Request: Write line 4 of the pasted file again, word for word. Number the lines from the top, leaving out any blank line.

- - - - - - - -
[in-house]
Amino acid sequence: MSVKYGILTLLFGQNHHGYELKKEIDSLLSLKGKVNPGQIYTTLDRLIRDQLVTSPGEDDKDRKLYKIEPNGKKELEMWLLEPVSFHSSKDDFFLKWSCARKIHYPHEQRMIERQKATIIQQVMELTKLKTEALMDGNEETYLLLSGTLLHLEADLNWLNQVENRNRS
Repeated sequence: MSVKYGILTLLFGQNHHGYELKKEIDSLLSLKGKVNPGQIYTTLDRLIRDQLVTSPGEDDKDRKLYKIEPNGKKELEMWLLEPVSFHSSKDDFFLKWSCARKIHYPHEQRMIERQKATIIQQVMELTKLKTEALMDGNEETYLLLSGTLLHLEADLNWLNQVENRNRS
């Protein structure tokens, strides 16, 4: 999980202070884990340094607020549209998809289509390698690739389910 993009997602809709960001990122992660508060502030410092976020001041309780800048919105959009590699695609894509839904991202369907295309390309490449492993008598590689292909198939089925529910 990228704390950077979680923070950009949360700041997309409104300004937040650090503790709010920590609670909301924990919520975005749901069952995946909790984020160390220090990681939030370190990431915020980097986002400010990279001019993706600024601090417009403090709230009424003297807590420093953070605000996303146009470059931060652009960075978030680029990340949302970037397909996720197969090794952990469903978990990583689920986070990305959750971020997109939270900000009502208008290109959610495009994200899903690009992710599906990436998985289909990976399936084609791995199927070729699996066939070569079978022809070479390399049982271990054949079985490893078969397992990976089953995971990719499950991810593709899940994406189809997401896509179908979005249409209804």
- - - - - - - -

């Protein structure tokens, strides 16, 4: 999980202070884990340094607020549209998809289509390698690739389910 993009997602809709960001990122992660508060502030410092976020001041309780800048919105959009590699695609894509839904991202369907295309390309490449492993008598590689292909198939089925529910 990228704390950077979680923070950009949360700041997309409104300004937040650090503790709010920590609670909301924990919520975005749901069952995946909790984020160390220090990681939030370190990431915020980097986002400010990279001019993706600024601090417009403090709230009424003297807590420093953070605000996303146009470059931060652009960075978030680029990340949302970037397909996720197969090794952990469903978990990583689920986070990305959750971020997109939270900000009502208008290109959610495009994200899903690009992710599906990436998985289909990976399936084609791995199927070729699996066939070569079978022809070479390399049982271990054949079985490893078969397992990976089953995971990719499950991810593709899940994406189809997401896509179908979005249409209804």